@penelopeinparis, Penelope Chester, went on to file a post in UN Dispatch: Could the Nobel Peace Prize Hurt Liberia President Ellen Johnson Sirleaf's Changes at Re-Election Next Week? which incorporated a more nuanced reflection of the counter-intuitive liability of the win:
To a remarkable degree, the torrent of global press that followed over the weekend repeat much the same story. While, many foreign journalists covering the elections seem to be familiar with the reality that Sirleaf's international celebrity plays very differently here in Liberia, but others seem to have startled by this aspect, treating it as a late-breaking development:
But her critics have said the prize is evidence only of her international fame -- not her domestic record, which includes controversy over her temporary support to a rebellion by notorious warlord Charles Taylor against ex-president Samuel Doe and impatience with the slow pace of reconstruction.
New York Times: Prize or Not, Liberian Faces Tough Race to Keep in Office filed by Adam Nossiter:
But analysts say more tangible benefits are harder to pin down. Corruption “remains pervasive at all levels” amid “widespread claims of malfeasance in government circles,” a recent report on Liberia by the International Crisis Group noted.
A leading anticorruption official was not reappointed, and Mrs. Johnson Sirleaf has ignored a report by a commission set up to investigate crimes committed during the war. It recommended that she be banned from office for 30 years because of her early involvement with the warlord Charles Taylor, which she later said she regretted. There have been no prosecutions, rankling many voters.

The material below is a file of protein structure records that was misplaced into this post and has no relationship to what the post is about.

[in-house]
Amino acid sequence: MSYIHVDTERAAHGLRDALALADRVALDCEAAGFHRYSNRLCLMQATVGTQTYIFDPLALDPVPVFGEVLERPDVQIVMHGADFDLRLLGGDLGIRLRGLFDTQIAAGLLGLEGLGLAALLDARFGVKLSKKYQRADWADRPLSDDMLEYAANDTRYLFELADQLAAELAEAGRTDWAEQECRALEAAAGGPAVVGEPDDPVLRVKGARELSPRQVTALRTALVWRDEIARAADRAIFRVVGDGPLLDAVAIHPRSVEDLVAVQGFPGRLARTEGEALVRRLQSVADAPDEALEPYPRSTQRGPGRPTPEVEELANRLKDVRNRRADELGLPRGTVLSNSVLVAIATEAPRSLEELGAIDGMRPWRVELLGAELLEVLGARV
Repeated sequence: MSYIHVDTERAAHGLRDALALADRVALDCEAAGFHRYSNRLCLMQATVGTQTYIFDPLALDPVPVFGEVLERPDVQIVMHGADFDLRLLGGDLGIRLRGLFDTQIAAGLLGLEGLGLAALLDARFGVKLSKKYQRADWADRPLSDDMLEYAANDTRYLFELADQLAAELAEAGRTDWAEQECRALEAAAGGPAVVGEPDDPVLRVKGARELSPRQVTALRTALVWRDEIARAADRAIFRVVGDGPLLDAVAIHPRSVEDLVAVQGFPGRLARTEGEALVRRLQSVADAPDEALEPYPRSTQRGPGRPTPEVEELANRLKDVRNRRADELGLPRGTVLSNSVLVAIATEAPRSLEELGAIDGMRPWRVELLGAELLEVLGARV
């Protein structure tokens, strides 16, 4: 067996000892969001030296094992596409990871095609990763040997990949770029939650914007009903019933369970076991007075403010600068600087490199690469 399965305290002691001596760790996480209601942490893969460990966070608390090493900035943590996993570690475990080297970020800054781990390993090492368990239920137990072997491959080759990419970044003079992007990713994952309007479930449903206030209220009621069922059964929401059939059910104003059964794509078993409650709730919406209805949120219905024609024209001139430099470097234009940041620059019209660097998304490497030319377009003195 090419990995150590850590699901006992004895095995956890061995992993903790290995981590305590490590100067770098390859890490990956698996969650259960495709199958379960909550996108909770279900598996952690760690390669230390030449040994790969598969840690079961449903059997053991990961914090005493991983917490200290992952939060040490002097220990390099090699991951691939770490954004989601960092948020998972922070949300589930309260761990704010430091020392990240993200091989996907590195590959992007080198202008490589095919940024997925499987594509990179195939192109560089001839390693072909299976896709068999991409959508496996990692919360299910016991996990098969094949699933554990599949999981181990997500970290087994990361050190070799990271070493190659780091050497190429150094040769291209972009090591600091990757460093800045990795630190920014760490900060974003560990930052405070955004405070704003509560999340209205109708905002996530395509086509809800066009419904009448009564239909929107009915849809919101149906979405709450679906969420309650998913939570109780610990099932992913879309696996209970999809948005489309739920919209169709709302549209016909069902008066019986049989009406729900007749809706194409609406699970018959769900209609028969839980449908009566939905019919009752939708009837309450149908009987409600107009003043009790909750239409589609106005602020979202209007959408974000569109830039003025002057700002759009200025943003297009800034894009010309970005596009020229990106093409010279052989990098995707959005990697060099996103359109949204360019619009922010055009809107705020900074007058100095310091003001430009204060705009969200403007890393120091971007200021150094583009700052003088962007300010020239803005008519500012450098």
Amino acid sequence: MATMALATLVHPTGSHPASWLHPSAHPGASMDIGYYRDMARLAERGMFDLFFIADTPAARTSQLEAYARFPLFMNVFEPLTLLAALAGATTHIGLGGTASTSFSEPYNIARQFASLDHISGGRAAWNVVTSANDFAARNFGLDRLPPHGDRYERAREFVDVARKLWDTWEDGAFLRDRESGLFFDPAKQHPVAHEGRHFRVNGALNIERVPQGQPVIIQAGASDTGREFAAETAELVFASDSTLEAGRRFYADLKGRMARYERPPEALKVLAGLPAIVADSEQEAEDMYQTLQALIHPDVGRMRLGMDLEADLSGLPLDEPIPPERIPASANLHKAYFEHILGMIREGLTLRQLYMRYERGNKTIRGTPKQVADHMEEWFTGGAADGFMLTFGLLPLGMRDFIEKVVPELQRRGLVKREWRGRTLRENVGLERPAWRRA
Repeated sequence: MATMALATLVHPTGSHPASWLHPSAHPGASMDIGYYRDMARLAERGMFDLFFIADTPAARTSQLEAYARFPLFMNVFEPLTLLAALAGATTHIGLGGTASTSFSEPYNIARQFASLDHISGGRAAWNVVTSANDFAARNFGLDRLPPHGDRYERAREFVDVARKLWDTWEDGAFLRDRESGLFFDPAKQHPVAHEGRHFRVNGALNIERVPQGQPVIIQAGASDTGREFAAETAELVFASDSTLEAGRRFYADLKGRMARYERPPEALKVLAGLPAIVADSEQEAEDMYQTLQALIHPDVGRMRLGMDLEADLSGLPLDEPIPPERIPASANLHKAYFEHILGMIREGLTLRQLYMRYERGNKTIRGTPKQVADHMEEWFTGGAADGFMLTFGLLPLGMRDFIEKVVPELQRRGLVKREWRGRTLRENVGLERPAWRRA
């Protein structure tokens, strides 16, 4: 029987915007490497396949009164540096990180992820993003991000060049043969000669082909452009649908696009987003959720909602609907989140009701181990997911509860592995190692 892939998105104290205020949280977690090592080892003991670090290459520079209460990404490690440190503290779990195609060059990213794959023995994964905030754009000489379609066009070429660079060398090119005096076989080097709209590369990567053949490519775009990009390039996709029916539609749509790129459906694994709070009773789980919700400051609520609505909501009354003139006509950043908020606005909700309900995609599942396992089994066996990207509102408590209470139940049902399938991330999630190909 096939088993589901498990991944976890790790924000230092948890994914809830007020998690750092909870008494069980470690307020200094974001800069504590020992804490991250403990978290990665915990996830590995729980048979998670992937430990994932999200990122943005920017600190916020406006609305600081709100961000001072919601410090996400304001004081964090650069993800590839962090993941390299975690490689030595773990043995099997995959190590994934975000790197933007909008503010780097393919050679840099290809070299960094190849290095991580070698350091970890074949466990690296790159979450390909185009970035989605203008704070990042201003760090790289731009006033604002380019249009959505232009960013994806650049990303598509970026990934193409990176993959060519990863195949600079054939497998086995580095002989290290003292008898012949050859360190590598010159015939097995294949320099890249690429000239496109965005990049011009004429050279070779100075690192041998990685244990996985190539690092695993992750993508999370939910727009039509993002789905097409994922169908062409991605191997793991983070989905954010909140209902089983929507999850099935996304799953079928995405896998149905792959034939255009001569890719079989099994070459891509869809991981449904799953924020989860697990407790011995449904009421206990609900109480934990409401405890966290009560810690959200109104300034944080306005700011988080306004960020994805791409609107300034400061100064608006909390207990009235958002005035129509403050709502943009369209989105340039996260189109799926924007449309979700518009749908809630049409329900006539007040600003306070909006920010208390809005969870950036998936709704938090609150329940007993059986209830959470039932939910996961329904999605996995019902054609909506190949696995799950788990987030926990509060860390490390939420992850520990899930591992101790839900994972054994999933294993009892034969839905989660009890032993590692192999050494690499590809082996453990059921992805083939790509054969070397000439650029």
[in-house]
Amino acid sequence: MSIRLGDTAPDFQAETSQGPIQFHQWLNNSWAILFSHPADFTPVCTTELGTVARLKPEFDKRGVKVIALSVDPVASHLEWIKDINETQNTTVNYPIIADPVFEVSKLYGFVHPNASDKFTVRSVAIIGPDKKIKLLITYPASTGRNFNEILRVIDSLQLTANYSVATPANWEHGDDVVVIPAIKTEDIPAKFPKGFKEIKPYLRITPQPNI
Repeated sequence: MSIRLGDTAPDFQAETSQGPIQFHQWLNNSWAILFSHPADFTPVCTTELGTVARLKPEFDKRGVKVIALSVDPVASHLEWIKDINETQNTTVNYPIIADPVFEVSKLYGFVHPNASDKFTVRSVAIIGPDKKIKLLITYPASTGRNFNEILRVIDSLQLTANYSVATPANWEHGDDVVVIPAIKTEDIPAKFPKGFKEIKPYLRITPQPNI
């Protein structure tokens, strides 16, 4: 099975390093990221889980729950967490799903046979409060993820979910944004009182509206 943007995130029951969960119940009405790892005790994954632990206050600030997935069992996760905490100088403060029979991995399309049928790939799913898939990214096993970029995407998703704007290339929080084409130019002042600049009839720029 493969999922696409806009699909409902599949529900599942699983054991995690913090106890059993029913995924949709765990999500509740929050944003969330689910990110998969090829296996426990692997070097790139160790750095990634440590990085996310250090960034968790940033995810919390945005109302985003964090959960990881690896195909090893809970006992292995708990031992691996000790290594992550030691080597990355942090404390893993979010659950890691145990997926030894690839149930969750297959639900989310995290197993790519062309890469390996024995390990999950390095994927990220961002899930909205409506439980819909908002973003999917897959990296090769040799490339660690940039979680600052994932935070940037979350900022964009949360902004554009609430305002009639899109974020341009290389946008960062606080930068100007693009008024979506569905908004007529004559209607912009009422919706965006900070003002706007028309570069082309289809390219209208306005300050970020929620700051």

The Associated Press: Nobel-Prize Winning Sirleaf to face stiff Competition at Tuesday's polls, as published in the Washington Post:
Pervasive corruption, criminality and the slow progress of national reconciliation have undercut her support on the home front, critics say...
Sirleaf also sidestepped last year’s recommendations from a South-African-styled Truth and Reconciliation Commission that said she should be banned from public office for 30 years for her early financial support of former rebel leader Charles Taylor. Taylor is currently awaiting judgment from the International Criminal Court in the Hague on charges of war crimes in neighboring Sierra Leone.
AFP: Nobel Power Marks Feverish End of Liberia poll campaign [sic?] by Fran Blandy:
Despite ushering in much-needed foreign investment and getting billions of dollars in debt-relief, Sirleaf is criticised for failing to implement the recommendations of a South African-style Truth and Reconciliation Commission (TRC) report naming her on a list of people who should be banned from public office for 30 years for backing warlord-turned-president Charles Taylor.
The Independent: Feted on the International Stage, but Accused of Hollow Promises At Home. Filed by Daniel Howden: